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Using quantitative data to support Generative and Evaluative research

Sean Owner 15th Apr, 2017

In recent articles we have discussed the role of Generative and Evaluative research in experience design. Whilst the focus of those articles has largely related to qualitative research, in this article I want to explore the use of quantitative data in both Generative and Evaluative research. An overview of what I’ll cover is:
• What is quantitative data?
• Quantitative data can remove subjectivity from decision-making
• Statistical significance carries the day
• Matching behavior and attitudes to customer data

What is quantitative data?
When we talk about quantitative data, or research methods, we are typically referring to data that is numerical in nature that allows us to quantify attitudes, behaviors and opinions, and more. The number of respondents is large enough to allow statistical reliability and to relate the results of the research back to the general population, or the population that is of interest.

Taking the subjectivity out of decision-making
Quantitative data can deliver objectivity to decision-making processes that are more often subjective in nature. One of our clients, a major Australian university, was undergoing a digital transformation, which also tied in with a brand refresh. A key aspect of the transformation was a website redesign. They had been provided with three design treatments to choose from, and normally, the decision on which treatment to proceed with would sit with some key stakeholders based on internal discussion. However, using an online survey with over 600 respondents, together we were able to identify which treatment best represented each of their key brand attributes. This process yielded a very clear “winner”, whilst also teasing out which elements of the alternative treatments should be incorporated within the final design to deliver the best representation of their brand.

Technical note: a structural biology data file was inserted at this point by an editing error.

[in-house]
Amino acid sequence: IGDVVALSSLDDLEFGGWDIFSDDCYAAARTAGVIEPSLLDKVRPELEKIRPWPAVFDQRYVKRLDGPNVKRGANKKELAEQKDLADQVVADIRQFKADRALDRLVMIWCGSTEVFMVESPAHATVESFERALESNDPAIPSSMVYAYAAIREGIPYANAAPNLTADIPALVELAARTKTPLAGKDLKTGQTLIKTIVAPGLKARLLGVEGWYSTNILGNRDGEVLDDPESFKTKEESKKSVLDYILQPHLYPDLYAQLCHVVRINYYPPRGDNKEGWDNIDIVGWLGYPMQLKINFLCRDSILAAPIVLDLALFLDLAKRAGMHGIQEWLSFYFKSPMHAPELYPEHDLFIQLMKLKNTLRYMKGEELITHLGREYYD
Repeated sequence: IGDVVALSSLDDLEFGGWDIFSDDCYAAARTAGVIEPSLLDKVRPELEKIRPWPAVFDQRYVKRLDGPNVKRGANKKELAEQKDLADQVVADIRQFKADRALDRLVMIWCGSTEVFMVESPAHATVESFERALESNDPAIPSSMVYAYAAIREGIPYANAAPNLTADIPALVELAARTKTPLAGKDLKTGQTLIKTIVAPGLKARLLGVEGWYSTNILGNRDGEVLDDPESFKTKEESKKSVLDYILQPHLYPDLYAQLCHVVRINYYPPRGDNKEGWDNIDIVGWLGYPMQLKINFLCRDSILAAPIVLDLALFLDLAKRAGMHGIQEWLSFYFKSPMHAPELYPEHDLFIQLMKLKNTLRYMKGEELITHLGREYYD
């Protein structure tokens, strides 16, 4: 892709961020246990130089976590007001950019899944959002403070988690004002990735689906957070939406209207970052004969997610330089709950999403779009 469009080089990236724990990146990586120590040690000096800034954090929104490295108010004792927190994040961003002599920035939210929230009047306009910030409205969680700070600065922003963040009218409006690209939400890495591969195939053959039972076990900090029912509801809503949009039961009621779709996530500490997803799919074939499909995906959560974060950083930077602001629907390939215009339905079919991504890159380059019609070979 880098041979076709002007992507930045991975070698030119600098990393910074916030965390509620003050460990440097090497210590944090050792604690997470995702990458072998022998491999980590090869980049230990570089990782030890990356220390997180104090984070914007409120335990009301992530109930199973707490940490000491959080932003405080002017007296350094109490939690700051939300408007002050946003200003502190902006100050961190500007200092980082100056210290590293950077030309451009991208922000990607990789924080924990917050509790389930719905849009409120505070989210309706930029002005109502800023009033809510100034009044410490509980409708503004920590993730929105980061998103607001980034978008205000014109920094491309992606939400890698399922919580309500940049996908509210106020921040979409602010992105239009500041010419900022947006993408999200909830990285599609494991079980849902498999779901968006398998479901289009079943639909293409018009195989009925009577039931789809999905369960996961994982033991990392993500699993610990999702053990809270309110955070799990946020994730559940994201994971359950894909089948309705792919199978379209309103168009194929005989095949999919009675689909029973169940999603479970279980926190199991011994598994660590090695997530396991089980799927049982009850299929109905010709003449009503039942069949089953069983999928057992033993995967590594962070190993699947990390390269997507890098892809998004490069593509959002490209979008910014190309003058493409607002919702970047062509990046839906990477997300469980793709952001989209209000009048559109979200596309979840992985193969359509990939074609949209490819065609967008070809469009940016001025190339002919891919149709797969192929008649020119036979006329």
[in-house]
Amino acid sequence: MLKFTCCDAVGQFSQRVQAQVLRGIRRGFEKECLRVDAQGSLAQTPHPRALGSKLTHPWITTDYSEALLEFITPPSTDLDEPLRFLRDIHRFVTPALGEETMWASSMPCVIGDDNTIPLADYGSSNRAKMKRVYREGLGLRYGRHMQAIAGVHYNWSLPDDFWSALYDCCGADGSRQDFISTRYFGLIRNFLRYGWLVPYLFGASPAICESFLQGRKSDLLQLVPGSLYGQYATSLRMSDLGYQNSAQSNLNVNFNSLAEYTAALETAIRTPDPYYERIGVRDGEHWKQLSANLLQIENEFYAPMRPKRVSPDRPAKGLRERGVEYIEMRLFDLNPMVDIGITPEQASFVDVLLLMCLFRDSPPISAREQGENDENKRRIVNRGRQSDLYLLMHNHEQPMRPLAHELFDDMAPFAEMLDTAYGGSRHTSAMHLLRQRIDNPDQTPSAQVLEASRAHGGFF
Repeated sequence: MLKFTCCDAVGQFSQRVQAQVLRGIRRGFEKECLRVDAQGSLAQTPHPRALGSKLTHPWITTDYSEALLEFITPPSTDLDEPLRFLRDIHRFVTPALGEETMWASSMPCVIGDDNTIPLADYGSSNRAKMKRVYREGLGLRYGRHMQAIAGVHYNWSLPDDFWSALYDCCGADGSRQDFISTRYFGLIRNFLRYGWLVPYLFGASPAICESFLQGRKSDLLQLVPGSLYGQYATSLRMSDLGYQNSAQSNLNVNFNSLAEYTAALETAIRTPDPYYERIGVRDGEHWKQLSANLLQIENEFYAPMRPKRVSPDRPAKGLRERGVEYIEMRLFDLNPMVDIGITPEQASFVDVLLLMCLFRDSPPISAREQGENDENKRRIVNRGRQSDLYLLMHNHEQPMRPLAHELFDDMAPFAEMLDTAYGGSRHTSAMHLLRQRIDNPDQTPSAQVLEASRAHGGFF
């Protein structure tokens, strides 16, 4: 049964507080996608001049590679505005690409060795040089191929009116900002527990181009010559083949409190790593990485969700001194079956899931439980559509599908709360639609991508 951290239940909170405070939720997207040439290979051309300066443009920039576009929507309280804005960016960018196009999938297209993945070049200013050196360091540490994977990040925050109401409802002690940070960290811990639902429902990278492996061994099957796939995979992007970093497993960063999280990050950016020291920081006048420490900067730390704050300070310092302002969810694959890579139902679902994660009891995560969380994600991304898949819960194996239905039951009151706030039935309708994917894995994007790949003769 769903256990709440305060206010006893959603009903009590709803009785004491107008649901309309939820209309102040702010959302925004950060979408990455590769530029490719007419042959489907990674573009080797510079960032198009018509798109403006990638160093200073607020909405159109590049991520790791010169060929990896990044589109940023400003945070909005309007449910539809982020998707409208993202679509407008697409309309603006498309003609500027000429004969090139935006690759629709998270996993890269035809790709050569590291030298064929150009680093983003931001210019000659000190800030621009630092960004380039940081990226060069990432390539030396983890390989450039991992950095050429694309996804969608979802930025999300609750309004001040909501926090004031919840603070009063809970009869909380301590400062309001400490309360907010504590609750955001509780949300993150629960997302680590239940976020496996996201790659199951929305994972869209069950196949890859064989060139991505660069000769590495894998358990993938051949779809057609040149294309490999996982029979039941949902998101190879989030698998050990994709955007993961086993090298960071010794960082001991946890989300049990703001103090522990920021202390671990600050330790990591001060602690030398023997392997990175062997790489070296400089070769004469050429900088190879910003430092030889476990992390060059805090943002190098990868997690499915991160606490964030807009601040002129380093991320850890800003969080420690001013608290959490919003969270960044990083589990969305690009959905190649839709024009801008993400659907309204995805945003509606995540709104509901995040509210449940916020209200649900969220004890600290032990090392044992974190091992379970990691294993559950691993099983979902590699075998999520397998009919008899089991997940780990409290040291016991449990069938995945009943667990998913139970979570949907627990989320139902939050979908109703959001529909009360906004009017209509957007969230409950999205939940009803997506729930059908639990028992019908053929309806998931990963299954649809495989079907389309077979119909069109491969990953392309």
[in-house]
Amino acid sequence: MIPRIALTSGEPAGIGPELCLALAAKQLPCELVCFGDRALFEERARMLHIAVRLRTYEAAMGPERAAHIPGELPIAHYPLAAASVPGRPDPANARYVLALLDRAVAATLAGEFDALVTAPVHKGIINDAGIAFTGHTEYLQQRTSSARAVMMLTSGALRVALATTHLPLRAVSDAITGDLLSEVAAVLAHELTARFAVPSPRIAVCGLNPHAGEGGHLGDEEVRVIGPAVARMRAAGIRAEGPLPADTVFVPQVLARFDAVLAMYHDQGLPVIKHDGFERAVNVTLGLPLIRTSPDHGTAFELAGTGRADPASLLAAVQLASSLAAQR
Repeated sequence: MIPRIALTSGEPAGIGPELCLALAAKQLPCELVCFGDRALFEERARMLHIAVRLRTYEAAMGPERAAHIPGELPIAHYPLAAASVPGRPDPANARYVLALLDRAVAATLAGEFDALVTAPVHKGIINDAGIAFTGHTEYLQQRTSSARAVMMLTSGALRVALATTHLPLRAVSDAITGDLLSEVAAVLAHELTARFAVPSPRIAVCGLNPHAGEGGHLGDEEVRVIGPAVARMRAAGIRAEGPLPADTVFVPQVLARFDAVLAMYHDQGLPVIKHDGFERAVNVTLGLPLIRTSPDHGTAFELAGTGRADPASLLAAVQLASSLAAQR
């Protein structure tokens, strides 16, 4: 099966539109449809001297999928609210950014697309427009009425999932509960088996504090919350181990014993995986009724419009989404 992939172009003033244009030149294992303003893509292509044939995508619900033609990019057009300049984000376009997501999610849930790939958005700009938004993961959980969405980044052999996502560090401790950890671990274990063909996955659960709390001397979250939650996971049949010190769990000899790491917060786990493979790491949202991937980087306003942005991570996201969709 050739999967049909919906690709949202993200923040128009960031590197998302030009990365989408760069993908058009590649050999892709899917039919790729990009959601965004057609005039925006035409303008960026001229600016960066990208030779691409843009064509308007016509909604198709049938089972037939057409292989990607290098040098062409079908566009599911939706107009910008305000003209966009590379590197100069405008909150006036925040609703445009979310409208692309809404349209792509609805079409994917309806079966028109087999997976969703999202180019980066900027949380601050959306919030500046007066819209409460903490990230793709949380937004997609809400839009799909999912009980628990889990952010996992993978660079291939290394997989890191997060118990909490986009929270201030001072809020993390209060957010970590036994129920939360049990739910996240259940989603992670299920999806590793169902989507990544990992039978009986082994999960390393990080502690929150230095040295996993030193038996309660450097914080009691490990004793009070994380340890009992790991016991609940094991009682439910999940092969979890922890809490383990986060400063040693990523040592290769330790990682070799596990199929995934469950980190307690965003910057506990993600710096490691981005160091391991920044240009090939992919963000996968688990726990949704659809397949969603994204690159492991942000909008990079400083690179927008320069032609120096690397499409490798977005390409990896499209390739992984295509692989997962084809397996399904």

The use of quantitative data in this context removed individual preference or subjectivity from the discussion and provided an unambiguous path forward, something that was highly valued by the stakeholders. Through establishing key criteria that can be used to assess the suitability of a design treatment, the team was able to make a decision with ease, and it also provides a frame of reference for any future changes to the design of their website. Any future changes can be assessed against these brand attributes before implementing any change.

Statistical significance tells the story
Applying statistical significance testing to different approaches to interaction design can provide an unequivocal understanding of which approach to implement. We collaborated on such a project with a client operating in the financial services sector who needed assistance in choosing between two different interaction schemes for completing an online banking transaction. We designed an online usability test that allowed participants to experience both interaction design versions, with the order of presentation varied across participants to reduce potential for bias. With over two hundred participants it was possible to test for significant differences in task completion and attributes such as preference and perceived ease of use. A statistically significant difference was identified allowing the team to move forward with confidence and bypass any potential contention amongst internal stakeholders regarding the selected interaction design